The fact that Microsoft is offering $44.6 billion for Yahoo suggests that the Internet advertising basket is nowhere near full.
| 8:38 pm on Feb 1, 2008 (gmt 0)|
|They're OK, but I find them to be heavy-handed, short on customer support and lacking in a clear direction other than wanting to monopolize the web and advertising. |
Absolutely, fearlessrick, absolutely.
I really could not hide a big big grin when I read Microsoft's takeover offer for Yahoo!, perfectly timed with Google (the greatest one-trick pony on earth) missing expectations.
And seeing their stock fall "to earth" (as some journos say already) is also a relief. Maybe they finally come to their senses and offer better support for customers (and partners!)?
I just hope that YHOO/MSFT get their act together and give a healthy kick in the &%$#! :-)
Today is a good day.
| 12:11 pm on Feb 2, 2008 (gmt 0)|
|They seem to have taken the paths of least resistance in all aspects of their business |
fearlessrick nailed it. I've been scratching my head over their valuation for years, as a company with only one real product that is ancient by Internet standards. They've been cranking up prices quarter after quarter (under the guise of Quality Score, revised interpretation of Broad Match, and Smart Pricing) to maintain the growth. Price increases are like caffeine -- it can give you a nice boost, but if it's your only source of energy you'll eventually come crashing down.
Google developed a fantastic product over a half decade ago, and really hasn't done much since aside from pat itself on the back while milking it. Its product development efforts look more like hobbyist noodling than a focused approach to creating new profit centers.
It'll be interesting to see how this plays out.
| 8:55 pm on Feb 2, 2008 (gmt 0)|
|They've been cranking up prices quarter after quarter (under the guise of Quality Score, revised interpretation of Broad Match, and Smart Pricing) to maintain the growth. Price increases are like caffeine -- it can give you a nice boost, but if it's your only source of energy you'll eventually come crashing down. |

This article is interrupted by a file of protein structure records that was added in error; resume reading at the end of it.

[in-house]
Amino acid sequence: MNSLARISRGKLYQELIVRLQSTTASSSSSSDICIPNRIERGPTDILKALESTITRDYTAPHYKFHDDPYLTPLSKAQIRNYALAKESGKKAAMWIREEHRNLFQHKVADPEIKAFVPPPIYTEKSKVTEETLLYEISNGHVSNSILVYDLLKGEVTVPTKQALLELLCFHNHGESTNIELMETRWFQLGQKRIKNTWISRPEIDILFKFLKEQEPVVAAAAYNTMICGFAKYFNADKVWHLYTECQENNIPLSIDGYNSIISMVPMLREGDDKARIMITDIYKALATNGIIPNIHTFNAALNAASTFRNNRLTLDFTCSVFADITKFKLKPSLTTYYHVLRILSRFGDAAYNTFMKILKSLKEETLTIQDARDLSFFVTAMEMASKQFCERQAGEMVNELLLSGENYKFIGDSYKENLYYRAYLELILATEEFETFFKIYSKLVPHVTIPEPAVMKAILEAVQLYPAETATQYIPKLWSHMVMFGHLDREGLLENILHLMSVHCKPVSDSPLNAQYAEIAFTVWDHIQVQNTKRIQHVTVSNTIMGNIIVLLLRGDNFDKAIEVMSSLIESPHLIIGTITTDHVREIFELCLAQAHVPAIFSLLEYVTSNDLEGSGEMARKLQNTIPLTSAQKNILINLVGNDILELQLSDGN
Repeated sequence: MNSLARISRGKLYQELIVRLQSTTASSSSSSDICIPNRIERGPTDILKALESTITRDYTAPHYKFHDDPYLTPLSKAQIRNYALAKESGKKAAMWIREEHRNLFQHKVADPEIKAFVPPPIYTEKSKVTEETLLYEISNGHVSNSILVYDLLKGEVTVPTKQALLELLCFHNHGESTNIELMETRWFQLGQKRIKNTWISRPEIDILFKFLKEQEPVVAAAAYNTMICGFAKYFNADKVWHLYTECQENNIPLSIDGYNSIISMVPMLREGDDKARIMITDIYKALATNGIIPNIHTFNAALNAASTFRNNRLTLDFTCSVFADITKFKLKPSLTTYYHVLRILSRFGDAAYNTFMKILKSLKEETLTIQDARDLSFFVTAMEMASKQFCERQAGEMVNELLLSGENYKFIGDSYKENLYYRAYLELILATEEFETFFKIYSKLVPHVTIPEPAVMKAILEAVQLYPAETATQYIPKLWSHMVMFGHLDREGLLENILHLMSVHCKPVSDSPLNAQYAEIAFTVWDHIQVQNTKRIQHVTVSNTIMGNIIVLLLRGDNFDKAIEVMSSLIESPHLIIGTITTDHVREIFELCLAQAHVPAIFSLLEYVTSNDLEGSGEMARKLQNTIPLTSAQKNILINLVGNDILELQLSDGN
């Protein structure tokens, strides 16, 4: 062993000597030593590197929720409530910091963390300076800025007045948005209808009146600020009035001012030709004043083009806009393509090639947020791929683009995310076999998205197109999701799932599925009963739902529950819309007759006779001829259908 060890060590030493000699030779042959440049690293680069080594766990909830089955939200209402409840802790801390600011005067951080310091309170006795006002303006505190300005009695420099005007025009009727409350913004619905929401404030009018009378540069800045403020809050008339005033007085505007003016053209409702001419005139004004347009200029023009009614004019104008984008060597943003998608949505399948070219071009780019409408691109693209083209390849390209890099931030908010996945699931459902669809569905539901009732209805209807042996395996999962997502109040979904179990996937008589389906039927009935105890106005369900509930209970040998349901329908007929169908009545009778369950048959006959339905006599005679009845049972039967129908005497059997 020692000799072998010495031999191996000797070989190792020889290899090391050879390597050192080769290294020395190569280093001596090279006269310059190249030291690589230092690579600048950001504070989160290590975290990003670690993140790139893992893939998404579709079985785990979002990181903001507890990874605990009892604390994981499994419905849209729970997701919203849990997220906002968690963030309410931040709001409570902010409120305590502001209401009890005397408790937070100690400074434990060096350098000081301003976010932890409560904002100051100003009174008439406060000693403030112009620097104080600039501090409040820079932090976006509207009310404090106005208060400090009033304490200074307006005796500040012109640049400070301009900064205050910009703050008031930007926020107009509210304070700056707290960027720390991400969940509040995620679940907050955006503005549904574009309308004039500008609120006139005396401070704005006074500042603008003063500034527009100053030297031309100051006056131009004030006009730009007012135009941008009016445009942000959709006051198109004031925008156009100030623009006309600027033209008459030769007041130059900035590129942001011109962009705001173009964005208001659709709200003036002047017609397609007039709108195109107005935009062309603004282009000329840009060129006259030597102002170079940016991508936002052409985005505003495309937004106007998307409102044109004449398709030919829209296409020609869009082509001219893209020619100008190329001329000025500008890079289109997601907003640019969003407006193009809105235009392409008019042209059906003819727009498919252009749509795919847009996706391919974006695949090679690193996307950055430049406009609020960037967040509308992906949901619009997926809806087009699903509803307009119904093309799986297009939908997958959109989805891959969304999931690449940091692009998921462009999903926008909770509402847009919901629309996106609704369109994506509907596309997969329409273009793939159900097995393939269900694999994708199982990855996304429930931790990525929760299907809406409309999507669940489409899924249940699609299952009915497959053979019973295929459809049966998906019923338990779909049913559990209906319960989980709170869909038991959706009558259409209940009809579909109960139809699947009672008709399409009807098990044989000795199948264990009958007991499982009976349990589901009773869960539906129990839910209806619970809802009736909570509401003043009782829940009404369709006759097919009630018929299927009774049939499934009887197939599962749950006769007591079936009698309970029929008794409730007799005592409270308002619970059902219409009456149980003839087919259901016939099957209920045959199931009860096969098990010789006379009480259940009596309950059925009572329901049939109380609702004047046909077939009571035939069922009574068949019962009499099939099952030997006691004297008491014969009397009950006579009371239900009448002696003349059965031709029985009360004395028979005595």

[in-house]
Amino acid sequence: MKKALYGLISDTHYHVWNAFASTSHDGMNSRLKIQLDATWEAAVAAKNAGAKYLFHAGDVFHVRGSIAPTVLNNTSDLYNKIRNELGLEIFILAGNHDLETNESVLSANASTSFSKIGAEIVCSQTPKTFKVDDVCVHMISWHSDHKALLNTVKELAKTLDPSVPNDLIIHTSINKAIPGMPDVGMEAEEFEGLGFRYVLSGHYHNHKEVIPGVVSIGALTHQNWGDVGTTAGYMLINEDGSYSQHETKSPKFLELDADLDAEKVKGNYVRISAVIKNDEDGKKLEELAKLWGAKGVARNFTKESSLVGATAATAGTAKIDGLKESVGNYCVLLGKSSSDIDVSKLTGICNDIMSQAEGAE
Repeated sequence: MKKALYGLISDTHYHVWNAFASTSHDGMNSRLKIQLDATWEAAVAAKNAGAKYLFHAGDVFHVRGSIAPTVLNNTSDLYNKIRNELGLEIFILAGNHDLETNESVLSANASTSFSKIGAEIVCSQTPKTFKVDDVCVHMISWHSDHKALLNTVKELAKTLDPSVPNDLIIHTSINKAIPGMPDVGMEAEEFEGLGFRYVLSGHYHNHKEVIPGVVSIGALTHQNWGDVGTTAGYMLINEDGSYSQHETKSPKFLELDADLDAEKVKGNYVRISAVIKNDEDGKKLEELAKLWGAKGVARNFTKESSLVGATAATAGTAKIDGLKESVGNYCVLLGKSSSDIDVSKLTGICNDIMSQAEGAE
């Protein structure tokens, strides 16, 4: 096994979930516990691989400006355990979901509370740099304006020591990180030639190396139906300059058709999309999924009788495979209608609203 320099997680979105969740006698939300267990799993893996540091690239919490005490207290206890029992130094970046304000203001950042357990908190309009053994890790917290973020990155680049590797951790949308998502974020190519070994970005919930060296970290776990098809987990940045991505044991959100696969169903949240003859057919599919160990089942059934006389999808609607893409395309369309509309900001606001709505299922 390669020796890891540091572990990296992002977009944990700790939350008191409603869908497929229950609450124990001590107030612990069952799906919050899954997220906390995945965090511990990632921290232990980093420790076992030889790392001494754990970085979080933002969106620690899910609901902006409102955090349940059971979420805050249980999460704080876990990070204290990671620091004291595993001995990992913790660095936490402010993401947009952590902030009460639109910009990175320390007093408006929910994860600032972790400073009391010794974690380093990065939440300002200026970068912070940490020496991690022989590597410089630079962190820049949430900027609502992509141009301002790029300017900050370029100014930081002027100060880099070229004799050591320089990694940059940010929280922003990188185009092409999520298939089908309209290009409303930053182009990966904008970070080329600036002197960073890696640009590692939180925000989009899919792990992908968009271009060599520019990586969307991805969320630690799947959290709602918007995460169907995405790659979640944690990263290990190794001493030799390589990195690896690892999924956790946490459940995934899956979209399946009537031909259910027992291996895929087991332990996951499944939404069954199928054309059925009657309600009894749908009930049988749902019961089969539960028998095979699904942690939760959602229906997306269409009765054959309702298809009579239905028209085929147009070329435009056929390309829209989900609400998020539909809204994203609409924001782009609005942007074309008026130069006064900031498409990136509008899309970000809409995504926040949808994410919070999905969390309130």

Smart Pricing isn't a "cranking up" of prices (it's the opposite), and the Quality Score is more about filtering out the chaff than raising the price of wheat. In any case, arguing that "price increases" are Google's "only source of energy" is pretty farfetched. Wall Street's unhappiness isn't the result of revenues "crashing down"; it's due to unrealistic growth expectations (and, quite possibly, nervousness about the effects of a recession on advertising revenue).
| 1:26 am on Feb 3, 2008 (gmt 0)|
Reason #1: less accidental clicks not that the box is no longer active. Thoughts?
| 3:17 am on Feb 3, 2008 (gmt 0)|
That certainly could be a factor.
BTW, I was reading a NEW YORK TIMES article about the proposed Microsoft/Yahoo acquisition that mentioned an interesting advertising rule of thumb: the "21 and 7" rule, meaning that 21% of the average user's media time is spent online these days, while only 7% of advertising is spent online. That suggests a lot of room for growth (not just for Google, but for online media in general).
| 2:33 pm on Feb 3, 2008 (gmt 0)|
I was reading at this forum who stuffed the page with new ads. Their problem: revenue is down 50% since the clickable are change. Now it may not be exactly 50% and other factors might play too, but apparently it has had an impact--at least on them.
| 7:08 pm on Feb 9, 2008 (gmt 0)|
|“I don’t think we have the killer best way to advertise social networking,” said Sergey Brin |
That was the part I found interesting.
| 6:50 pm on Feb 12, 2008 (gmt 0)|
Why is Google so surprised that they can't effectively monetize social networks? Am I the only one that realizes most of the traffic on social networks is from kids? Why would anyone think they could monetize that without being able to target specific demographics? Only just NOW Google is beta testing demographic targeting for the content network.
As soon as they have proper demographic targeting in place they will see revenue from social networks rise considerably.